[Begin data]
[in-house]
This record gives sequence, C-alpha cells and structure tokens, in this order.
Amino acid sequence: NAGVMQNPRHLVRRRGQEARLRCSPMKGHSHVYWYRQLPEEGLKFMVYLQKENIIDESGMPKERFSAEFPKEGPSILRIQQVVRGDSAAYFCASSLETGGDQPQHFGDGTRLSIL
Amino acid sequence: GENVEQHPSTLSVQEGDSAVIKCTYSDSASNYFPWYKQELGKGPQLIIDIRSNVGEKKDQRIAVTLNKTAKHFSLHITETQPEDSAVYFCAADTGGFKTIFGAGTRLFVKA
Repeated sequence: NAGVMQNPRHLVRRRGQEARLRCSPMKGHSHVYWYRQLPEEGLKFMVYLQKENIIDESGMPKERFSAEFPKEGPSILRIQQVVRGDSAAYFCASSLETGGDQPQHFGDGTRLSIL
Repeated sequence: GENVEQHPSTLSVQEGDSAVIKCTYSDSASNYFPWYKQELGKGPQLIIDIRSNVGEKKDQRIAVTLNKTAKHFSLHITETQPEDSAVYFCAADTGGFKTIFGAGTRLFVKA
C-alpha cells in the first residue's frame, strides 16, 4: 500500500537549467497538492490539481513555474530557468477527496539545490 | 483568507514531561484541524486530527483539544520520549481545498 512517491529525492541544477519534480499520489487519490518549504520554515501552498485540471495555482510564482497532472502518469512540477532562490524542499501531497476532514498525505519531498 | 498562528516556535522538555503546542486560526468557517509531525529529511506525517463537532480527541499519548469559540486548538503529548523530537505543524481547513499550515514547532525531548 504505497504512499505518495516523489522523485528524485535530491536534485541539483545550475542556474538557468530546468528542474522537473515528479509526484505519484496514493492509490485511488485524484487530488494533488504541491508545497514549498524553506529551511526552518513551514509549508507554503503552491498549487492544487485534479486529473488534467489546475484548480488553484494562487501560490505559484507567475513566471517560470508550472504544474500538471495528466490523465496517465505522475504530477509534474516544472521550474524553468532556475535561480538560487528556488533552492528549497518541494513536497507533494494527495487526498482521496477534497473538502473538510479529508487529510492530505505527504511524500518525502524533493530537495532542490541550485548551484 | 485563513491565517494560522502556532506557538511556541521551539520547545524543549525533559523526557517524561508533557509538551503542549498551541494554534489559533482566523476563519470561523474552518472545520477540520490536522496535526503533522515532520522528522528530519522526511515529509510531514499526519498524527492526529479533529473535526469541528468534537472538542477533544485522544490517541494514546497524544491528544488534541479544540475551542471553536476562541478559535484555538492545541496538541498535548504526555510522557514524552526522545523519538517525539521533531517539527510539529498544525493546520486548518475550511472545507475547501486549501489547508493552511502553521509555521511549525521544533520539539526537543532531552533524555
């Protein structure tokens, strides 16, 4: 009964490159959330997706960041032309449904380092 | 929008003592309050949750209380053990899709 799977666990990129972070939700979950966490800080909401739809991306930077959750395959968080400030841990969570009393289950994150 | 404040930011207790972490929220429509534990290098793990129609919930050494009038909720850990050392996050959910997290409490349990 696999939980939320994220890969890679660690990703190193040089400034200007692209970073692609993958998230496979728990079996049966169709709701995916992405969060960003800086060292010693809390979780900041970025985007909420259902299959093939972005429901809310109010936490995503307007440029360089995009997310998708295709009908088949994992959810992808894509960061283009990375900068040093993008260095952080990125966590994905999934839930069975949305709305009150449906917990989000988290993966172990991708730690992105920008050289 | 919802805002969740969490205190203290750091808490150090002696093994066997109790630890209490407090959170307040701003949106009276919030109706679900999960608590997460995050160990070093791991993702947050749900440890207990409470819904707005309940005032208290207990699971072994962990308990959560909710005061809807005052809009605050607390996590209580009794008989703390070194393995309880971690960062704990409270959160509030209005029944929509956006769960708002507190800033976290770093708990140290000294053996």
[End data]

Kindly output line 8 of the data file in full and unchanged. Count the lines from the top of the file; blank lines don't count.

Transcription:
């Protein structure tokens, strides 16, 4: 009964490159959330997706960041032309449904380092 | 929008003592309050949750209380053990899709 799977666990990129972070939700979950966490800080909401739809991306930077959750395959968080400030841990969570009393289950994150 | 404040930011207790972490929220429509534990290098793990129609919930050494009038909720850990050392996050959910997290409490349990 696999939980939320994220890969890679660690990703190193040089400034200007692209970073692609993958998230496979728990079996049966169709709701995916992405969060960003800086060292010693809390979780900041970025985007909420259902299959093939972005429901809310109010936490995503307007440029360089995009997310998708295709009908088949994992959810992808894509960061283009990375900068040093993008260095952080990125966590994905999934839930069975949305709305009150449906917990989000988290993966172990991708730690992105920008050289 | 919802805002969740969490205190203290750091808490150090002696093994066997109790630890209490407090959170307040701003949106009276919030109706679900999960608590997460995050160990070093791991993702947050749900440890207990409470819904707005309940005032208290207990699971072994962990308990959560909710005061809807005052809009605050607390996590209580009794008989703390070194393995309880971690960062704990409270959160509030209005029944929509956006769960708002507190800033976290770093708990140290000294053996």